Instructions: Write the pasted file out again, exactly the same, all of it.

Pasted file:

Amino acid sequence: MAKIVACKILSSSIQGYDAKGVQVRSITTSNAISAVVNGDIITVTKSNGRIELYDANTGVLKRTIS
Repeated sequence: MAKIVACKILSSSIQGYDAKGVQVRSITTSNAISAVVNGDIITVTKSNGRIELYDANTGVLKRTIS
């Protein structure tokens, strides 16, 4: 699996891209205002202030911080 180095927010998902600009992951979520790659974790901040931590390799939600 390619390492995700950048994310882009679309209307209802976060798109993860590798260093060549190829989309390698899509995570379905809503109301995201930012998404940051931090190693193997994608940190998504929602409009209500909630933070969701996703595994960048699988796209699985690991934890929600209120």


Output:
Amino acid sequence: MAKIVACKILSSSIQGYDAKGVQVRSITTSNAISAVVNGDIITVTKSNGRIELYDANTGVLKRTIS
Repeated sequence: MAKIVACKILSSSIQGYDAKGVQVRSITTSNAISAVVNGDIITVTKSNGRIELYDANTGVLKRTIS
């Protein structure tokens, strides 16, 4: 699996891209205002202030911080 180095927010998902600009992951979520790659974790901040931590390799939600 390619390492995700950048994310882009679309209307209802976060798109993860590798260093060549190829989309390698899509995570379905809503109301995201930012998404940051931090190693193997994608940190998504929602409009209500909630933070969701996703595994960048699988796209699985690991934890929600209120």